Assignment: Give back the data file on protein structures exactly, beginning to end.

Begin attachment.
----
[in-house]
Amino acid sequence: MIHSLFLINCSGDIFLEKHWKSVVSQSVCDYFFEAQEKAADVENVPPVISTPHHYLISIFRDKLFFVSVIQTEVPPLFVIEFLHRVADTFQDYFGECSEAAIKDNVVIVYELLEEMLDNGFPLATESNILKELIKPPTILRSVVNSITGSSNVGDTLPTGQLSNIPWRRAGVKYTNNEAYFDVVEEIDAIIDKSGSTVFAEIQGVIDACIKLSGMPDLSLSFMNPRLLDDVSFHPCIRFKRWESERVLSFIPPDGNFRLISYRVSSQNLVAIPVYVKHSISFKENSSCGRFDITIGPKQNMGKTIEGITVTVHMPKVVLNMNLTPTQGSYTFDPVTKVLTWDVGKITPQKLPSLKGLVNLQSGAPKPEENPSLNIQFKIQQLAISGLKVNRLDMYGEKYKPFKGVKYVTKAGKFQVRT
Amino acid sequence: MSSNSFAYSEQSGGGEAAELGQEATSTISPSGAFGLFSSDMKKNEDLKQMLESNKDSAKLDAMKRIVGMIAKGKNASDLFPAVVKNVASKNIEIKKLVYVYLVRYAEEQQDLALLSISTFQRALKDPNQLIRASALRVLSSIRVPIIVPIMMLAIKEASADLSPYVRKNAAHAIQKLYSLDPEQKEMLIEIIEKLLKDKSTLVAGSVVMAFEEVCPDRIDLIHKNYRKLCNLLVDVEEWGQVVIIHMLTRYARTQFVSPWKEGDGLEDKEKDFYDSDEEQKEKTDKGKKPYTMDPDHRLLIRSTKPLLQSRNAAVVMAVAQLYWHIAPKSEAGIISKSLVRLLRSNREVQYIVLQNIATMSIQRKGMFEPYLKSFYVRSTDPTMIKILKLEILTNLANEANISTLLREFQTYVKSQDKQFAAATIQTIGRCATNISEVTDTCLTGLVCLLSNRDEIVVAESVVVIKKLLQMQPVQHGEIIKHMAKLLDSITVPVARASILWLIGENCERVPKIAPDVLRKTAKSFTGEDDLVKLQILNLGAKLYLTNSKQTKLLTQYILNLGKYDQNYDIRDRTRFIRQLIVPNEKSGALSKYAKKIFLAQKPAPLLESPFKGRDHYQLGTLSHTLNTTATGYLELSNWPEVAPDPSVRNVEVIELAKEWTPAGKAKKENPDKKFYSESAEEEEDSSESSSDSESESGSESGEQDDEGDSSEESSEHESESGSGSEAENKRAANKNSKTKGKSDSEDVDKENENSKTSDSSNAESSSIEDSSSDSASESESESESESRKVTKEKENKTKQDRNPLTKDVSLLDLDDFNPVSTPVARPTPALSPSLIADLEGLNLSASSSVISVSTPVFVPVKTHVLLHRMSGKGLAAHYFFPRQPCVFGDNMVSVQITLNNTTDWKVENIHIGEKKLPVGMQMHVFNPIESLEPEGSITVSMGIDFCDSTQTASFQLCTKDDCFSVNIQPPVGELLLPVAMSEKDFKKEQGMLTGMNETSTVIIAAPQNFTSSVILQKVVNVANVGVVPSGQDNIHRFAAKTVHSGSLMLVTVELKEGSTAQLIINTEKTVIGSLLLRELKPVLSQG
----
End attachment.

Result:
[in-house]
Amino acid sequence: MIHSLFLINCSGDIFLEKHWKSVVSQSVCDYFFEAQEKAADVENVPPVISTPHHYLISIFRDKLFFVSVIQTEVPPLFVIEFLHRVADTFQDYFGECSEAAIKDNVVIVYELLEEMLDNGFPLATESNILKELIKPPTILRSVVNSITGSSNVGDTLPTGQLSNIPWRRAGVKYTNNEAYFDVVEEIDAIIDKSGSTVFAEIQGVIDACIKLSGMPDLSLSFMNPRLLDDVSFHPCIRFKRWESERVLSFIPPDGNFRLISYRVSSQNLVAIPVYVKHSISFKENSSCGRFDITIGPKQNMGKTIEGITVTVHMPKVVLNMNLTPTQGSYTFDPVTKVLTWDVGKITPQKLPSLKGLVNLQSGAPKPEENPSLNIQFKIQQLAISGLKVNRLDMYGEKYKPFKGVKYVTKAGKFQVRT
Amino acid sequence: MSSNSFAYSEQSGGGEAAELGQEATSTISPSGAFGLFSSDMKKNEDLKQMLESNKDSAKLDAMKRIVGMIAKGKNASDLFPAVVKNVASKNIEIKKLVYVYLVRYAEEQQDLALLSISTFQRALKDPNQLIRASALRVLSSIRVPIIVPIMMLAIKEASADLSPYVRKNAAHAIQKLYSLDPEQKEMLIEIIEKLLKDKSTLVAGSVVMAFEEVCPDRIDLIHKNYRKLCNLLVDVEEWGQVVIIHMLTRYARTQFVSPWKEGDGLEDKEKDFYDSDEEQKEKTDKGKKPYTMDPDHRLLIRSTKPLLQSRNAAVVMAVAQLYWHIAPKSEAGIISKSLVRLLRSNREVQYIVLQNIATMSIQRKGMFEPYLKSFYVRSTDPTMIKILKLEILTNLANEANISTLLREFQTYVKSQDKQFAAATIQTIGRCATNISEVTDTCLTGLVCLLSNRDEIVVAESVVVIKKLLQMQPVQHGEIIKHMAKLLDSITVPVARASILWLIGENCERVPKIAPDVLRKTAKSFTGEDDLVKLQILNLGAKLYLTNSKQTKLLTQYILNLGKYDQNYDIRDRTRFIRQLIVPNEKSGALSKYAKKIFLAQKPAPLLESPFKGRDHYQLGTLSHTLNTTATGYLELSNWPEVAPDPSVRNVEVIELAKEWTPAGKAKKENPDKKFYSESAEEEEDSSESSSDSESESGSESGEQDDEGDSSEESSEHESESGSGSEAENKRAANKNSKTKGKSDSEDVDKENENSKTSDSSNAESSSIEDSSSDSASESESESESESRKVTKEKENKTKQDRNPLTKDVSLLDLDDFNPVSTPVARPTPALSPSLIADLEGLNLSASSSVISVSTPVFVPVKTHVLLHRMSGKGLAAHYFFPRQPCVFGDNMVSVQITLNNTTDWKVENIHIGEKKLPVGMQMHVFNPIESLEPEGSITVSMGIDFCDSTQTASFQLCTKDDCFSVNIQPPVGELLLPVAMSEKDFKKEQGMLTGMNETSTVIIAAPQNFTSSVILQKVVNVANVGVVPSGQDNIHRFAAKTVHSGSLMLVTVELKEGSTAQLIINTEKTVIGSLLLRELKPVLSQG